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XRP Lawsuit: Pro-Ripple Lawyer gets permission to question Individual Movants



The latest update in the XRP lawsuit saw the court grant amici curiae status to Attorney John E Deaton who has been vocal about his support for the defendants in the lawsuit. Along with the six Movants who filed Motion to Intervene as defendants in this action pursuant to Federal Rule of Civil Procedure 24. The six Movants are, Jordan Deaton, James Lamonte, Tyler Lamonte, Mya Lamonte, Mitchell Mckenna, and Kristiana Warner.

With the help of the Amici curiae status, Attorney John E Deaton will be permitted to put forward brief legal questions and concerns on behalf of Individual Movants. Furthermore, the court denied Movants’ Motion to Intervene, however, it reinstates that the exclusive amici curiae status will prove beneficial to the court during the briefing on dispositive motions.

“Movants, in their individual capacities, shall be permitted to act as amici curiae in this action.  As such, Movants shall be allowed to assist the Court by briefing legal issues relevant to the case as approved in advance by the Court. The Court contemplates that such assistance will be most beneficial during the briefing on dispositive motions but may exercise its discretion to request or deny further applications as appropriate.”, stated the court.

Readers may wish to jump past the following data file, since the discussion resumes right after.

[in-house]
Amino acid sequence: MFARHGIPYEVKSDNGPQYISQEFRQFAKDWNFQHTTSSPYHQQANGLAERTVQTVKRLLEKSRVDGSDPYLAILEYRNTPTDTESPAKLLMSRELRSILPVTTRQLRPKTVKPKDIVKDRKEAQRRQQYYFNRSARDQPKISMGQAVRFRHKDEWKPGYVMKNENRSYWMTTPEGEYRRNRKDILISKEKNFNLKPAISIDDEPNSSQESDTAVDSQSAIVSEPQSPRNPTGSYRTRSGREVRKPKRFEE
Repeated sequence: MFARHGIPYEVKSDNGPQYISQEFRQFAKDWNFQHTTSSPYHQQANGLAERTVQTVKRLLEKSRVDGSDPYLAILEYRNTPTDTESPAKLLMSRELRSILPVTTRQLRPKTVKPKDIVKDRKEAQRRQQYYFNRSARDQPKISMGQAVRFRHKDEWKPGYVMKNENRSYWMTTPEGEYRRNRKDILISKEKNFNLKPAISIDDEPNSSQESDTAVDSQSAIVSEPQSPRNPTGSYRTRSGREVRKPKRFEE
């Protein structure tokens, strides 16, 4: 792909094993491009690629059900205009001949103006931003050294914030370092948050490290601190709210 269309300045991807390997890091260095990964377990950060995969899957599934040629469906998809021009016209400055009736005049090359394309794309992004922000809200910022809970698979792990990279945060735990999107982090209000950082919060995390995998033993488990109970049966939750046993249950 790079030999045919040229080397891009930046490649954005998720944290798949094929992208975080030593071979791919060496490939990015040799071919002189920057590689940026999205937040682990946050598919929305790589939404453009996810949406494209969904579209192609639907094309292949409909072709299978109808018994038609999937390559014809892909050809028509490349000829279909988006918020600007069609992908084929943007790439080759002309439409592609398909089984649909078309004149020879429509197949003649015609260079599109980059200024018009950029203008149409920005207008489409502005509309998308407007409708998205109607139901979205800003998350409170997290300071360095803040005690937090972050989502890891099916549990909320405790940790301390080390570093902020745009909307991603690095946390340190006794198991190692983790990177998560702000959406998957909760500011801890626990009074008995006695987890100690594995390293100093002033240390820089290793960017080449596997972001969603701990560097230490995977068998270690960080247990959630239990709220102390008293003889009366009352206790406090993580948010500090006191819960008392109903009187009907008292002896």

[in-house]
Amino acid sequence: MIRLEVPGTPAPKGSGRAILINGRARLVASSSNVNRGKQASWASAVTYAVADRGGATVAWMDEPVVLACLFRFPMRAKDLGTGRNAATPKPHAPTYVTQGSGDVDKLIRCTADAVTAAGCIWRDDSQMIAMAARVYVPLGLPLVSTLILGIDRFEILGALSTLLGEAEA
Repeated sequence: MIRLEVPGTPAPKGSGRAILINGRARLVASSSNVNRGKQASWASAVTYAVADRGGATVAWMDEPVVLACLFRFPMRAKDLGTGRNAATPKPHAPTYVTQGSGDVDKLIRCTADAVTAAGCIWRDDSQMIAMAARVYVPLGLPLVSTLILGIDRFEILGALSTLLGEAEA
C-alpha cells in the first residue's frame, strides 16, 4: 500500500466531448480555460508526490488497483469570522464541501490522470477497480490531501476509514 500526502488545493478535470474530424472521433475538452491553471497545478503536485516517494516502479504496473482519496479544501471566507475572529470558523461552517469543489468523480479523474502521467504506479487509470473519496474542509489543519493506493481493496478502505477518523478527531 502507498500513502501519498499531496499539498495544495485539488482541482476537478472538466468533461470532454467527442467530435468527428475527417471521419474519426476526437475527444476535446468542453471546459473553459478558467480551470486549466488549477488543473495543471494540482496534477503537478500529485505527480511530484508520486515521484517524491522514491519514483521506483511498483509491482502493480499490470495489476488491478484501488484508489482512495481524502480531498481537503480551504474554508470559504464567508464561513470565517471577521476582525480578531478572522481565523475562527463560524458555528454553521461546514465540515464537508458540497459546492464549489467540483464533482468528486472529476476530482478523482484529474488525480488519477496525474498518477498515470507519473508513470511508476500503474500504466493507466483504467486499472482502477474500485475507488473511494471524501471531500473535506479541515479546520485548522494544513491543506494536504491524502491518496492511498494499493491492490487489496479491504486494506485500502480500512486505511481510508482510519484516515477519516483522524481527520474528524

Movants make compelling arguments

The court’s recent order has raised speculations of the final verdict gravitating towards the defendant’s favor as the interests of the Individual Movants and the XRP Community are aligned. The SEC claims securities status for XRP and alleges the violation of the Securities Act by the defendants in lieu of selling these digital assets. The Movants argue otherwise, contending the plaintiff’s complaint, asserting that if XRP sales are marked as illegal, then the list of culprits extends far beyond the defendants.

Individual Movants assert that the SEC complaint “directly attack[s] XRP Holders” through mischaracterizations of XRP Holders’ use of XRP and XRP’s connection to Defendants. Movants argue that the SEC’s claim that “the very ‘nature of XRP itself’ makes it a security,” leads to the conclusion that “‘every individual in the world who is selling XRP would be committing a Section 5 violation,’” and so the XRP Holders’ XRP will be affected by the outcome of this litigation.

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